The Ferrari 458 Italia has rewritten the rulebook on exotic Italian supercars. Not only is the car completely new from the ground up, it’s also faster than virtually every Ferrari before it--including the Enzo. However, the major draw card is that this Ferrari is actually a very good mode of transport.
Comfortable seats, ample head, leg, and shoulder room, and a level of quality to its build and materials surpassed only by a handful of other cars explains why the Ferrari 458 Italia is winning comparison tests all over the world.
At the end of the day, however, this is still a Ferrari, which means performance always has to come first. Here the car certainly doesn’t disappoint.
Power comes from a new 4.5-liter V-8, which features direct injection technology and is matched to a seven-speed dual clutch transmission. It has a very low piston compression height typical of racing engines that contributed to achieving its relatively high compression ratio of 12.5:1. Equipped with the traditional flat-plane crankshaft, the engine delivers a peak output of 570 horsepower at 9,000 rpm and 400 pound-feet of torque 6,000 rpm.
This guarantees 0-60 mph times of less than 3.3 seconds and a top speed in excess of 202 mph. However, these figures give you a feel for the capabilities of the Italia, but none of them give you a feel for the feel of the Italia. You can strap enough rockets to a brick to deliver similar figures, but the driving experience wouldn't be all that rewarding.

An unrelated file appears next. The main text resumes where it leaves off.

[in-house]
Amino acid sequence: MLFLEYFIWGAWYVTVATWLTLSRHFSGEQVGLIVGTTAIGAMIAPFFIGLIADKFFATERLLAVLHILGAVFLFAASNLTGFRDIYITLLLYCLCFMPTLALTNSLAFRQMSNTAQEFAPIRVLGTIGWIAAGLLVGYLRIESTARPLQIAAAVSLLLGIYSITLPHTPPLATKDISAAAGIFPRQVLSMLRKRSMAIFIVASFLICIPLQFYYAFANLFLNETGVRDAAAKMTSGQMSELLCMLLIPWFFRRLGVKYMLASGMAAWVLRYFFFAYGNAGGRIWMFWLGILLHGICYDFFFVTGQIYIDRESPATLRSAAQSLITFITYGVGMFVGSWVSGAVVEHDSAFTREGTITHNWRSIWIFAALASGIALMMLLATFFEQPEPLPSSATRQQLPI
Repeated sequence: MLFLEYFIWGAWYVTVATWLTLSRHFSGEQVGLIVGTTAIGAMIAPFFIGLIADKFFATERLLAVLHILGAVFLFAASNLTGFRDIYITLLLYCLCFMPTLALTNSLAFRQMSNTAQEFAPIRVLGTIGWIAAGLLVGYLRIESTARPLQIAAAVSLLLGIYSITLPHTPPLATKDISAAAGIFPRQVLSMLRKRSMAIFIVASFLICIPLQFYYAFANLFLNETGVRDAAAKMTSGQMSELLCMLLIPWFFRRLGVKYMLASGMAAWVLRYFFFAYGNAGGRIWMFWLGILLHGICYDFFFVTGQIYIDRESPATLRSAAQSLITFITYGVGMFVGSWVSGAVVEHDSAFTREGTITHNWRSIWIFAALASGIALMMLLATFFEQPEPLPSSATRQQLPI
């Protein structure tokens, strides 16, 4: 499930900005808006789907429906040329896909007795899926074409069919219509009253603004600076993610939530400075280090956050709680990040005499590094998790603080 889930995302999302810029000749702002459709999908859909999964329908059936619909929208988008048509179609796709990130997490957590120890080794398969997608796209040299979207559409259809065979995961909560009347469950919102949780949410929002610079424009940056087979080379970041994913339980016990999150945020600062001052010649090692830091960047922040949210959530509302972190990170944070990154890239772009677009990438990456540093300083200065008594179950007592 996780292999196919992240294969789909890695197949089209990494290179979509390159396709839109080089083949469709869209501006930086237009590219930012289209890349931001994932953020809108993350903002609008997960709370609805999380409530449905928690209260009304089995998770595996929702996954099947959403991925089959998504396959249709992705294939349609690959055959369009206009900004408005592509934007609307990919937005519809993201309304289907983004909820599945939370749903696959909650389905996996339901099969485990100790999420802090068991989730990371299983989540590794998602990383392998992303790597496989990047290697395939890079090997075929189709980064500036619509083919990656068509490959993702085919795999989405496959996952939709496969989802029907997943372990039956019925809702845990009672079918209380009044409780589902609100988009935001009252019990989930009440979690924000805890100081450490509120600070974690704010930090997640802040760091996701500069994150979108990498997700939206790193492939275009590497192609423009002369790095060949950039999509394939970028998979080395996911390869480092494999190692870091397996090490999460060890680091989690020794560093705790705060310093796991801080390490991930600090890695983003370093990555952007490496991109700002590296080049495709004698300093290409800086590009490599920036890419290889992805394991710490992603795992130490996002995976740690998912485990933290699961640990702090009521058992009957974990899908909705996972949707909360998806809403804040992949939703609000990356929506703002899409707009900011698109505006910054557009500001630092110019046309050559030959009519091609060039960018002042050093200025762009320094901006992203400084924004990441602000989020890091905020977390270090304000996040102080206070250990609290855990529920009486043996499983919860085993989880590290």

Precise throttle response, shift feel better than anything else we’ve driven, and steering feel that’s head and shoulders above the competition--this is a car that can make amateurs look like the pros.
Inside, the 458 Italia features an innovative driving environment with a new kind of steering wheel and dashboard that is the direct result of racing practice. Here, input from seven-times Formula 1 World Champion Michael Schumacher--who was involved from the very start of the 458 Italia project--played a major part in the way the controls in the cabin are laid out.
Basically, most of the controls are clustered on the steering wheel where you can, in theory, reach them quickly. In day-to-day driving, however, the layout at times can be annoying.
For a more detailed look at the 2011 Ferrari 458 Italia, check out our road-test of the virtually identical 2010 model by clicking here